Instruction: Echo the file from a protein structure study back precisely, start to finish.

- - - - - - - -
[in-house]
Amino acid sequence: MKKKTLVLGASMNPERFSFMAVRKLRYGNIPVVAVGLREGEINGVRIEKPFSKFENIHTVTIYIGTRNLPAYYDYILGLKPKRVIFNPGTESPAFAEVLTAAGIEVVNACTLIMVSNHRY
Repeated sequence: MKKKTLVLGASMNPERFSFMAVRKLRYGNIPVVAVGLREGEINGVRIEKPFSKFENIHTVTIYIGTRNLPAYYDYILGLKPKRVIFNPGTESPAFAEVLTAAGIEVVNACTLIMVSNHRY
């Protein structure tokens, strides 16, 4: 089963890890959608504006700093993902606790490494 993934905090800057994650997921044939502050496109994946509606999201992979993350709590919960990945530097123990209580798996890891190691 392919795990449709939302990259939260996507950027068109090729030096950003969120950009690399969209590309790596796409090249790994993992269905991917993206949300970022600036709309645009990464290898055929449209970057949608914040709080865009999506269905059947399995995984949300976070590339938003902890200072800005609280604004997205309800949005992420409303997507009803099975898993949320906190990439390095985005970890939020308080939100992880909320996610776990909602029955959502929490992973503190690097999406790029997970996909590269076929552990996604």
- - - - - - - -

[in-house]
Amino acid sequence: MKKKTLVLGASMNPERFSFMAVRKLRYGNIPVVAVGLREGEINGVRIEKPFSKFENIHTVTIYIGTRNLPAYYDYILGLKPKRVIFNPGTESPAFAEVLTAAGIEVVNACTLIMVSNHRY
Repeated sequence: MKKKTLVLGASMNPERFSFMAVRKLRYGNIPVVAVGLREGEINGVRIEKPFSKFENIHTVTIYIGTRNLPAYYDYILGLKPKRVIFNPGTESPAFAEVLTAAGIEVVNACTLIMVSNHRY
């Protein structure tokens, strides 16, 4: 089963890890959608504006700093993902606790490494 993934905090800057994650997921044939502050496109994946509606999201992979993350709590919960990945530097123990209580798996890891190691 392919795990449709939302990259939260996507950027068109090729030096950003969120950009690399969209590309790596796409090249790994993992269905991917993206949300970022600036709309645009990464290898055929449209970057949608914040709080865009999506269905059947399995995984949300976070590339938003902890200072800005609280604004997205309800949005992420409303997507009803099975898993949320906190990439390095985005970890939020308080939100992880909320996610776990909602029955959502929490992973503190690097999406790029997970996909590269076929552990996604």